The IRS administers the HCTC in partnership with other Federal agencies, States, and the private health care industry.  State workforce agencies, through the Department of Labor, and the Pension Benefit Guaranty Corporation are responsible for identifying potentially eligible individuals.  The IRS is responsible for ensuring that potentially eligible individuals meet program requirements[2] and ensuring the accuracy of the credit being claimed.

The IRS has implemented a number of processes in an attempt to ensure eligible individuals accurately claim the HCTC.  In addition, we determined that the advance monthly process ensures individuals met requirements prior to participation and that the credit is being accurately calculated.  This is significant because the majority of individuals claiming the HCTC and the majority of the funds paid ($80 million of the $100 million) for Tax Year 2007 were paid as an advance monthly credit.

However, improvements are needed to ensure individuals claiming the HCTC on their annual tax returns accurately compute the credit.  Claiming the HCTC via the filing of a tax return presents the highest risk for errors because the credit is being determined by the taxpayer as opposed to the IRS, which computes the amount for claimants participating in the advance monthly payment option.  Our statistically valid sample of 82 tax returns for individuals who claimed the HCTC on their 2006 tax return identified that 59 (72 percent) did not have the required documentation attached.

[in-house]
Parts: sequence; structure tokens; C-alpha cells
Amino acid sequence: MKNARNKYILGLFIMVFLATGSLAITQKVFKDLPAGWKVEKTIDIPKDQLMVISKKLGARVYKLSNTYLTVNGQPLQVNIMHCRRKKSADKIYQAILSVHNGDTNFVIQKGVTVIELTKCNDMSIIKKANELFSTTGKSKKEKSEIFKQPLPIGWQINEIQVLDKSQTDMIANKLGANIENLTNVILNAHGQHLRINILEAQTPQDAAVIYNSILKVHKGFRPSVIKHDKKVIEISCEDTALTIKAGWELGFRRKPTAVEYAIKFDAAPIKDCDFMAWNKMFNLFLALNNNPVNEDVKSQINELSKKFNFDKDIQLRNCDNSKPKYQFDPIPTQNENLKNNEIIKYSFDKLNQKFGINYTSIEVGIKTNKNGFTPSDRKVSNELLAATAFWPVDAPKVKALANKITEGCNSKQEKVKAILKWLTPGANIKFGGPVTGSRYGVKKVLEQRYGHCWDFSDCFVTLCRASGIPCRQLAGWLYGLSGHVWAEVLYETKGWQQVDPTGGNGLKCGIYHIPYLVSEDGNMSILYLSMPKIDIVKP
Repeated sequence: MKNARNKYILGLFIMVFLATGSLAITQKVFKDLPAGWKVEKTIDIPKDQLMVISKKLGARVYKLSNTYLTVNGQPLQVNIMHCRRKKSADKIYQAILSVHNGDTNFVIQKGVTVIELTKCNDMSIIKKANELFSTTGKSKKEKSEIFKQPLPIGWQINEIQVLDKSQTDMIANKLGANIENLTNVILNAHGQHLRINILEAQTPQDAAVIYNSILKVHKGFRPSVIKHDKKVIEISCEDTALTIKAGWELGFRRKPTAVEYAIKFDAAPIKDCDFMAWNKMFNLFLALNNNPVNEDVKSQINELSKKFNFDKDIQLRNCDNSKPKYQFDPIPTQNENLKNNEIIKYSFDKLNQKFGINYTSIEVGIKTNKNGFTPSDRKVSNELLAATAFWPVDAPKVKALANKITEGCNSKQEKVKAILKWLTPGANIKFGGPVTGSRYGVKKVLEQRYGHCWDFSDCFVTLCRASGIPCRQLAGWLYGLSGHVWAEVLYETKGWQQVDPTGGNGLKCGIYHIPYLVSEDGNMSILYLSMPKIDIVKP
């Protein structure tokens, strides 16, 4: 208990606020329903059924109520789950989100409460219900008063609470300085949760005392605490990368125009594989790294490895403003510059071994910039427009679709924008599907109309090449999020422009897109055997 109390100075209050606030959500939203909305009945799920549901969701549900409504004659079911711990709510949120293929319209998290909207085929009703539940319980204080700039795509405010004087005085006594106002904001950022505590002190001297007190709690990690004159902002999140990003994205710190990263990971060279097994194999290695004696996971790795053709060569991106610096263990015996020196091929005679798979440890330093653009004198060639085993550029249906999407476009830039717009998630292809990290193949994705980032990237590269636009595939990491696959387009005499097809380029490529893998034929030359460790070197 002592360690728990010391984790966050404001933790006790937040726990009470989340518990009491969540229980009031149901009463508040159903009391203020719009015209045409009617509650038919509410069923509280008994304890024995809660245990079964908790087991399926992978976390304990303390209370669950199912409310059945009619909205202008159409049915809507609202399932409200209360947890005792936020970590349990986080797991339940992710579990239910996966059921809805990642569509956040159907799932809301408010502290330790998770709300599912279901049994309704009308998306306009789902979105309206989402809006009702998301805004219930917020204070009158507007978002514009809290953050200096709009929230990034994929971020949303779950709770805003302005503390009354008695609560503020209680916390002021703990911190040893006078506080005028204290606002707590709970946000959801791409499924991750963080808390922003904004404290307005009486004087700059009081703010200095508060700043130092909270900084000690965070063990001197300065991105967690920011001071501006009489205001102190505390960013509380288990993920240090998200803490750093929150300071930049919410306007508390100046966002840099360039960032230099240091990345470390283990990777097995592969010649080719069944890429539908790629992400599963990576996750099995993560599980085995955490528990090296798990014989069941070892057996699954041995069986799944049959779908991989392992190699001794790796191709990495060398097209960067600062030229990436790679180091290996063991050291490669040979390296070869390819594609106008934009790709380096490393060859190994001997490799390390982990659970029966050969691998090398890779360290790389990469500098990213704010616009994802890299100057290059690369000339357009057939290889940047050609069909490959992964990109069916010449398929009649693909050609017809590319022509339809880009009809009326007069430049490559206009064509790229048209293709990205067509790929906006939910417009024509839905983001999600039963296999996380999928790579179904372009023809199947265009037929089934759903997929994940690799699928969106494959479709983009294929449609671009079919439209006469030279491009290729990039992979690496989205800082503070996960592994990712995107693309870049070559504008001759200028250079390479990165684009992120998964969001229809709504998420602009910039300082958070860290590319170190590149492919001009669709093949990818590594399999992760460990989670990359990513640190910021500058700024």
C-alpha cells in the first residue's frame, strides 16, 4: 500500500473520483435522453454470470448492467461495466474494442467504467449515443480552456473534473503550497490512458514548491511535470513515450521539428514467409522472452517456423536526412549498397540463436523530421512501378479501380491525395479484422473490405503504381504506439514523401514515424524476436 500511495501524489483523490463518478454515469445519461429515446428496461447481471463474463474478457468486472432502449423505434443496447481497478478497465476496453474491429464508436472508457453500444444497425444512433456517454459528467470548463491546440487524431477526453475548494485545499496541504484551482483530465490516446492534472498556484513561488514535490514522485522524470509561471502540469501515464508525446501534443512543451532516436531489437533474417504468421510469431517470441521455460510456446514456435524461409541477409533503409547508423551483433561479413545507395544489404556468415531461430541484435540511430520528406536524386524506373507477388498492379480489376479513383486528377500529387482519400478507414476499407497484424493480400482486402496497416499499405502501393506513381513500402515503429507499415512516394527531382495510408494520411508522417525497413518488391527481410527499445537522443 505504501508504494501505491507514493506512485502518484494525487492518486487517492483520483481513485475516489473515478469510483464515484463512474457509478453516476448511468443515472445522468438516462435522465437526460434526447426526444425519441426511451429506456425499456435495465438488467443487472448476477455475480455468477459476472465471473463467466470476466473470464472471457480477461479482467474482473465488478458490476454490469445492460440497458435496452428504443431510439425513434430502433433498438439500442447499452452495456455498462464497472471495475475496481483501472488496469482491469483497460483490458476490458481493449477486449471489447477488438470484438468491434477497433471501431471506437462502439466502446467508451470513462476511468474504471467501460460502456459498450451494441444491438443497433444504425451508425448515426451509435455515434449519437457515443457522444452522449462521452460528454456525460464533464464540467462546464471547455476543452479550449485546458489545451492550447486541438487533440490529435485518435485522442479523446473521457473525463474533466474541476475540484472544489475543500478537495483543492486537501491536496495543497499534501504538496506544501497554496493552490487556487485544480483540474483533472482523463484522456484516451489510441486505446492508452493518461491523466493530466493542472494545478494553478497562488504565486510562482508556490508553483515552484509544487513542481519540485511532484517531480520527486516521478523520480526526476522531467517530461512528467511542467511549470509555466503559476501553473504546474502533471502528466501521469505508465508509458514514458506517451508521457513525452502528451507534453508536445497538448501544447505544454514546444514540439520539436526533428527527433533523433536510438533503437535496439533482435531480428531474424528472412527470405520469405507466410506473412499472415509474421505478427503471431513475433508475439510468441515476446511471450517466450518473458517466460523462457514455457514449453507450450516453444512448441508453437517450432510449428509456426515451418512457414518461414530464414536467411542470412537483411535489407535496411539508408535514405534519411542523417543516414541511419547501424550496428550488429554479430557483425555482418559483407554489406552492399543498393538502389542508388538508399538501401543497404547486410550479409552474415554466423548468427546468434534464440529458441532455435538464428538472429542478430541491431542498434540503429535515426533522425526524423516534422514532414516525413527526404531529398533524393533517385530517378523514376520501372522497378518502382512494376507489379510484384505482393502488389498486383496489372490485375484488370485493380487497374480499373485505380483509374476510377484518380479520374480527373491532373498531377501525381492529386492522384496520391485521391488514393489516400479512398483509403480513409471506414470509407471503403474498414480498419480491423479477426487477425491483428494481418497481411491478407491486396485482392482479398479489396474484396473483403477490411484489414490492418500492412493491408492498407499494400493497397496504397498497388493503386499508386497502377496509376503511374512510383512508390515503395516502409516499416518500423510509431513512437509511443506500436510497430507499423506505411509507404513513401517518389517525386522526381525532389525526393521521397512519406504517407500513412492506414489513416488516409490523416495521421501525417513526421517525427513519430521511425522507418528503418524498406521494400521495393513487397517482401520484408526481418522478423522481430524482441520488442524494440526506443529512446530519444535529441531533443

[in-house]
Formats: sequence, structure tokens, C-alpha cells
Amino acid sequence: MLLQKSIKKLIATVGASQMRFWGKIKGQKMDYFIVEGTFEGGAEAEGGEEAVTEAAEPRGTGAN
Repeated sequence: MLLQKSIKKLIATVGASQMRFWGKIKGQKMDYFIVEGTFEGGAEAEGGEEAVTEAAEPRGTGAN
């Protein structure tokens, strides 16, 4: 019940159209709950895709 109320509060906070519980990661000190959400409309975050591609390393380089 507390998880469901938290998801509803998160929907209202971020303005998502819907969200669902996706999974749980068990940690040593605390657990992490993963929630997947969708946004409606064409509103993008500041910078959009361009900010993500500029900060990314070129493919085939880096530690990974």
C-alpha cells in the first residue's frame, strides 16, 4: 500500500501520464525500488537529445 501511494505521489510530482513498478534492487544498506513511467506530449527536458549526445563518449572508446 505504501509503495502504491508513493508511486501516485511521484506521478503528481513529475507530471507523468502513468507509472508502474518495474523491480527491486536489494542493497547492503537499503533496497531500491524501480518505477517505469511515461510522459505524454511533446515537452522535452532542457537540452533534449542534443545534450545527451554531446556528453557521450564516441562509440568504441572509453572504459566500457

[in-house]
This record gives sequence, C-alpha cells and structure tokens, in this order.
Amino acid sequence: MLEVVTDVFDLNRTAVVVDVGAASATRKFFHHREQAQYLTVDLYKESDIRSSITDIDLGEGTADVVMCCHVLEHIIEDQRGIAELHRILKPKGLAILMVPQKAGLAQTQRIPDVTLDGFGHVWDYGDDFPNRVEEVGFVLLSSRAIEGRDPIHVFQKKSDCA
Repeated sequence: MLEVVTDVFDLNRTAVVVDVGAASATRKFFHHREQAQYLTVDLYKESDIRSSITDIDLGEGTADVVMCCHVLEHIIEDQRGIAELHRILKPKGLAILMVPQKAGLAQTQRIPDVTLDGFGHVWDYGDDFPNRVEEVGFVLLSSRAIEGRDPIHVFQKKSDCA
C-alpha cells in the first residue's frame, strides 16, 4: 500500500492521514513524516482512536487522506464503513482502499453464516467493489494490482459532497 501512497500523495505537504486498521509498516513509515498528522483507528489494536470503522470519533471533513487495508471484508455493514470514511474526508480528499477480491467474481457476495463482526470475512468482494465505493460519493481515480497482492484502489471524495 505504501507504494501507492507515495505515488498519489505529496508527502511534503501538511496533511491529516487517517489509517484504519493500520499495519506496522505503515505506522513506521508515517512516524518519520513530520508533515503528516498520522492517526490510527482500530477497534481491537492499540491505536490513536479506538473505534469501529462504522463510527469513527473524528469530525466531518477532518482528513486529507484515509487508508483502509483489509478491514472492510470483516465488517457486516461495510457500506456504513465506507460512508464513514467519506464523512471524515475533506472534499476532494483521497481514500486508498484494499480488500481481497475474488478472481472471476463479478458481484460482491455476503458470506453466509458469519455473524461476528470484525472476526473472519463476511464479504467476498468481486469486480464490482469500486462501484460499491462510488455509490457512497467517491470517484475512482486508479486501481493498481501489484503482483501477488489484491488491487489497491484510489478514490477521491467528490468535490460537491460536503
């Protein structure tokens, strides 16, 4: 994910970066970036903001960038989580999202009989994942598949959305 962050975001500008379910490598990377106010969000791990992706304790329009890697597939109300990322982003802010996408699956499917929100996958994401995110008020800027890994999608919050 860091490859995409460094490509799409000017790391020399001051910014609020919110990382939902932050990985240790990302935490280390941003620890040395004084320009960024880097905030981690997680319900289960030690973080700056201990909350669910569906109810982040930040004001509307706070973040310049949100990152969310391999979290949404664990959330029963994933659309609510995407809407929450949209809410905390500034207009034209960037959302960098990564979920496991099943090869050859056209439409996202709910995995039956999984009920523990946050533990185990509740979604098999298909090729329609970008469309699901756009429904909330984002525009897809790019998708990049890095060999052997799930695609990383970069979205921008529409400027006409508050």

Our review identified 1,260 individuals who appear to have erroneously claimed $1.8 million in HCTCs.

Further, processes are not effective to identify and prevent individuals from erroneously claiming the HCTC on their tax returns.  Our review identified 1,260 individuals who appear to have erroneously claimed on their annual Tax Year 2007 tax returns about $1.8 million in HCTC advance monthly payments.  These individuals erroneously claimed on their tax returns the amount of advance monthly payments the IRS paid on their behalf.  However, the IRS has developed successful post-processing criteria and has the data to identify erroneous HCTC claims at the time a tax return is filed.  The IRS needs to move identification from post examination to upfront processing to prevent erroneous HCTC claims at the time a tax return is filed.  The IRS identifying erroneous HCTC claims could result in funds put to better use of more than $9 million over 5 years.  Developing such a process will improve the effectiveness of the HCTC Program as it continues to expand.

Recommendations